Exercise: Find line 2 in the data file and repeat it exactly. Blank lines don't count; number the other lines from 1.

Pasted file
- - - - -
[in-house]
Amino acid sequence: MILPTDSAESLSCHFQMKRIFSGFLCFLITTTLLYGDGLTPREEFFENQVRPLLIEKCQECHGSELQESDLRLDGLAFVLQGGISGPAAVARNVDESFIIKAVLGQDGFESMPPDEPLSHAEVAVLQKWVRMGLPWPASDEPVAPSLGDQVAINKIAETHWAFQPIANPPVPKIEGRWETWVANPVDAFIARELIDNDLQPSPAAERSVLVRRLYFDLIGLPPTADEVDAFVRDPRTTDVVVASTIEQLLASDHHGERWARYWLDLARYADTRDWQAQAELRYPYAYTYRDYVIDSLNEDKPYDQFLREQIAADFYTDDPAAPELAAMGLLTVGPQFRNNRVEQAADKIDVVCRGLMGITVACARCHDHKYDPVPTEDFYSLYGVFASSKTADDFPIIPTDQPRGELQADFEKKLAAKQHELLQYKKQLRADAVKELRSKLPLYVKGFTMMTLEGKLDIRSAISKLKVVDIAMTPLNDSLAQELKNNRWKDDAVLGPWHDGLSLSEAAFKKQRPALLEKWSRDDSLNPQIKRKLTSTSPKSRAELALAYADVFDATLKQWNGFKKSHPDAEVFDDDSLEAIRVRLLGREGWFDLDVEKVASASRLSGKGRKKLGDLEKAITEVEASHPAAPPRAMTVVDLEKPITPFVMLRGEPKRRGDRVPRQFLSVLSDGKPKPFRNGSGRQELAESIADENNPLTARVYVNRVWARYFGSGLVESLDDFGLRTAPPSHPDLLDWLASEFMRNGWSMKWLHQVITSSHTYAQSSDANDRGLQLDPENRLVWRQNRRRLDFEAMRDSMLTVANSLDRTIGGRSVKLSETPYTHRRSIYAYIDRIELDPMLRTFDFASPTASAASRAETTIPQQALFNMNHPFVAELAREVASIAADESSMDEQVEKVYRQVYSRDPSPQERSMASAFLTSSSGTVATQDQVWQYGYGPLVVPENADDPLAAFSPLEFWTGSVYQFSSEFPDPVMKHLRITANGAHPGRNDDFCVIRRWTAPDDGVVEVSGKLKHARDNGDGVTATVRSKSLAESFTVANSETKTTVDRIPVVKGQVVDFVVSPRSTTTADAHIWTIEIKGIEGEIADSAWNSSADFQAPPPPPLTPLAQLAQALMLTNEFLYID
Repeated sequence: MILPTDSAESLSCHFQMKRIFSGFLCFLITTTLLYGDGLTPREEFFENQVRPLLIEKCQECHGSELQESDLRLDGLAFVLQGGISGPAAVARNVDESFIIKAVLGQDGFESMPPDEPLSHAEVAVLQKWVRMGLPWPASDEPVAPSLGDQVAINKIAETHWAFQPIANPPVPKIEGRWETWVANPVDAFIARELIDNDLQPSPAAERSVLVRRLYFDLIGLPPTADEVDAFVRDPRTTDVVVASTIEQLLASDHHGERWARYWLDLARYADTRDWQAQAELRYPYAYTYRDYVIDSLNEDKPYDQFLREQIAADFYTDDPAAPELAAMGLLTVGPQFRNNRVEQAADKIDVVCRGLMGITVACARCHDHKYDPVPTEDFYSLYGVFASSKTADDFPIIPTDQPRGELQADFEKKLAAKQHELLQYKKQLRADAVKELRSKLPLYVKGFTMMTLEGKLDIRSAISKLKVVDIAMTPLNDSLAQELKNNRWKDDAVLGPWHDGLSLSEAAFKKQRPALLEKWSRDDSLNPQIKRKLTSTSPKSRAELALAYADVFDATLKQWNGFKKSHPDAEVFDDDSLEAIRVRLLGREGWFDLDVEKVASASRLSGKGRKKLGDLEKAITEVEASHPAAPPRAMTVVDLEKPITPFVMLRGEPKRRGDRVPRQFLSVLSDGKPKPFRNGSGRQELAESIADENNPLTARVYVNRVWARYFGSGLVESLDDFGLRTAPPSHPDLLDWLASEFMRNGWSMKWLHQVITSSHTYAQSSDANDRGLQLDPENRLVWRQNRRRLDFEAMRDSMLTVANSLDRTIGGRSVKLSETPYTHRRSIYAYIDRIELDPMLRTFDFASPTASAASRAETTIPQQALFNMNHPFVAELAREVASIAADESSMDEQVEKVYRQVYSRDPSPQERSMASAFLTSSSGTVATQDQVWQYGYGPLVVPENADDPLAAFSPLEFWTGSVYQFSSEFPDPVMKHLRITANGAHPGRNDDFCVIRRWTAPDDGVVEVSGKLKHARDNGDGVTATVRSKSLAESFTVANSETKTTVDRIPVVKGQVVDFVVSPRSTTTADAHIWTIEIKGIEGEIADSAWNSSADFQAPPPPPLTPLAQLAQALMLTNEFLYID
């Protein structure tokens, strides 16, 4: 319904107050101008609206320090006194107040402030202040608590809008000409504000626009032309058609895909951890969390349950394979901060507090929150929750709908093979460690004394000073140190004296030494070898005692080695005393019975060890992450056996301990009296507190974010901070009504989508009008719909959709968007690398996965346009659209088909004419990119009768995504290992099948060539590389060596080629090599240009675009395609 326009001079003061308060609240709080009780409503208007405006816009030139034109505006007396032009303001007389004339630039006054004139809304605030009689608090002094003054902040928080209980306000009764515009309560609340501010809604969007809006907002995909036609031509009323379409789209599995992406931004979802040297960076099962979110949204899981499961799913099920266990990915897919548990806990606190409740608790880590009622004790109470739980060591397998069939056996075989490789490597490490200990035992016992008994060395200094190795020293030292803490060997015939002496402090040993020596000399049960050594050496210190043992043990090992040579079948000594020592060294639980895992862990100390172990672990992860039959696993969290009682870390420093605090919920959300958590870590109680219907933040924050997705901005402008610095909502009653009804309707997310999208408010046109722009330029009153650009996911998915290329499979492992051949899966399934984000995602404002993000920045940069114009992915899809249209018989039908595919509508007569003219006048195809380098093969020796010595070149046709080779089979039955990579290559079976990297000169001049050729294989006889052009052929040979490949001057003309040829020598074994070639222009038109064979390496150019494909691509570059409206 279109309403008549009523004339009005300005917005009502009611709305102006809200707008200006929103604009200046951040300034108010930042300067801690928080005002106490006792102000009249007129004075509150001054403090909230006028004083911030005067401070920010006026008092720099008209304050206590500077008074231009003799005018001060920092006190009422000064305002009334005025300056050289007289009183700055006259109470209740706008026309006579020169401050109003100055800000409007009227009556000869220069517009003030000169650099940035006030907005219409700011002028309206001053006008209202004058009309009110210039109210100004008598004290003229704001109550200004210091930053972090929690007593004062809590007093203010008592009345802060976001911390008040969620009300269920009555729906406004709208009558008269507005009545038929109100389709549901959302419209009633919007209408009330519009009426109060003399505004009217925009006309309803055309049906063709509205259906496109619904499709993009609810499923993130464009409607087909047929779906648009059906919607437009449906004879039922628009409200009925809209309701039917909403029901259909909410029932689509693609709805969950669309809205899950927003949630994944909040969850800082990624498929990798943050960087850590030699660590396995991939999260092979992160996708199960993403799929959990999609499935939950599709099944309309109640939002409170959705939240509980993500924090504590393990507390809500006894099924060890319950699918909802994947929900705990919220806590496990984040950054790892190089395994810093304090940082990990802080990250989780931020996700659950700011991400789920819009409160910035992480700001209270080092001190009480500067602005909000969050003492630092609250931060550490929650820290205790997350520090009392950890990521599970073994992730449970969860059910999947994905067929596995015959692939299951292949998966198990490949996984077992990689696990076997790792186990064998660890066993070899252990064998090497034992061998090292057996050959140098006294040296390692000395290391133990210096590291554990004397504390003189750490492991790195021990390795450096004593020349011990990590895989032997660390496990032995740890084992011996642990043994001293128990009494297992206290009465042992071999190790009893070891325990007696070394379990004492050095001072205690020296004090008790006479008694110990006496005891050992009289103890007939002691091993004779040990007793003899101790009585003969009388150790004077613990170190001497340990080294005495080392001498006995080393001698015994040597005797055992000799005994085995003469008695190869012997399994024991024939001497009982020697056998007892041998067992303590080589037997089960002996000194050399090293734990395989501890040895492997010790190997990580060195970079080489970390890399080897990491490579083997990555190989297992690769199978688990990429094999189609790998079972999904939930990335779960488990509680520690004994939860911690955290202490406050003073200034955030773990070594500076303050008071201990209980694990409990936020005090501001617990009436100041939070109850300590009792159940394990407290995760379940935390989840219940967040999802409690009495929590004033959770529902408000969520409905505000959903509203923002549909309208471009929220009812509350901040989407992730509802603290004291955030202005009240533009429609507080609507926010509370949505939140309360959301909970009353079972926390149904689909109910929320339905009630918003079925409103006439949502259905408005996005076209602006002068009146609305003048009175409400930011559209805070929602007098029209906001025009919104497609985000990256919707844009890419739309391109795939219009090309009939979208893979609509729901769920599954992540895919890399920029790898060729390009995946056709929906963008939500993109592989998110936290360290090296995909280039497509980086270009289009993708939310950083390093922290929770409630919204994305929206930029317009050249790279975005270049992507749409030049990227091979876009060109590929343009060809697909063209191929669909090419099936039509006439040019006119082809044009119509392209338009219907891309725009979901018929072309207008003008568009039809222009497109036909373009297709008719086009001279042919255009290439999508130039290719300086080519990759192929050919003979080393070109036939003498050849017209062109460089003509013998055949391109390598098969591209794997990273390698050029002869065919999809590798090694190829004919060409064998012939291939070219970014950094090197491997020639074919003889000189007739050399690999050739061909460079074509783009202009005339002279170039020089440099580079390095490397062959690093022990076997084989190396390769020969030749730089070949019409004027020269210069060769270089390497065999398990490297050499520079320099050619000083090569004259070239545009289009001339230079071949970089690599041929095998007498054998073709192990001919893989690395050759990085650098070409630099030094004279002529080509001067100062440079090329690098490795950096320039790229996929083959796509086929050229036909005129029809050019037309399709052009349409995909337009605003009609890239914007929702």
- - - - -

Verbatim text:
Amino acid sequence: MILPTDSAESLSCHFQMKRIFSGFLCFLITTTLLYGDGLTPREEFFENQVRPLLIEKCQECHGSELQESDLRLDGLAFVLQGGISGPAAVARNVDESFIIKAVLGQDGFESMPPDEPLSHAEVAVLQKWVRMGLPWPASDEPVAPSLGDQVAINKIAETHWAFQPIANPPVPKIEGRWETWVANPVDAFIARELIDNDLQPSPAAERSVLVRRLYFDLIGLPPTADEVDAFVRDPRTTDVVVASTIEQLLASDHHGERWARYWLDLARYADTRDWQAQAELRYPYAYTYRDYVIDSLNEDKPYDQFLREQIAADFYTDDPAAPELAAMGLLTVGPQFRNNRVEQAADKIDVVCRGLMGITVACARCHDHKYDPVPTEDFYSLYGVFASSKTADDFPIIPTDQPRGELQADFEKKLAAKQHELLQYKKQLRADAVKELRSKLPLYVKGFTMMTLEGKLDIRSAISKLKVVDIAMTPLNDSLAQELKNNRWKDDAVLGPWHDGLSLSEAAFKKQRPALLEKWSRDDSLNPQIKRKLTSTSPKSRAELALAYADVFDATLKQWNGFKKSHPDAEVFDDDSLEAIRVRLLGREGWFDLDVEKVASASRLSGKGRKKLGDLEKAITEVEASHPAAPPRAMTVVDLEKPITPFVMLRGEPKRRGDRVPRQFLSVLSDGKPKPFRNGSGRQELAESIADENNPLTARVYVNRVWARYFGSGLVESLDDFGLRTAPPSHPDLLDWLASEFMRNGWSMKWLHQVITSSHTYAQSSDANDRGLQLDPENRLVWRQNRRRLDFEAMRDSMLTVANSLDRTIGGRSVKLSETPYTHRRSIYAYIDRIELDPMLRTFDFASPTASAASRAETTIPQQALFNMNHPFVAELAREVASIAADESSMDEQVEKVYRQVYSRDPSPQERSMASAFLTSSSGTVATQDQVWQYGYGPLVVPENADDPLAAFSPLEFWTGSVYQFSSEFPDPVMKHLRITANGAHPGRNDDFCVIRRWTAPDDGVVEVSGKLKHARDNGDGVTATVRSKSLAESFTVANSETKTTVDRIPVVKGQVVDFVVSPRSTTTADAHIWTIEIKGIEGEIADSAWNSSADFQAPPPPPLTPLAQLAQALMLTNEFLYID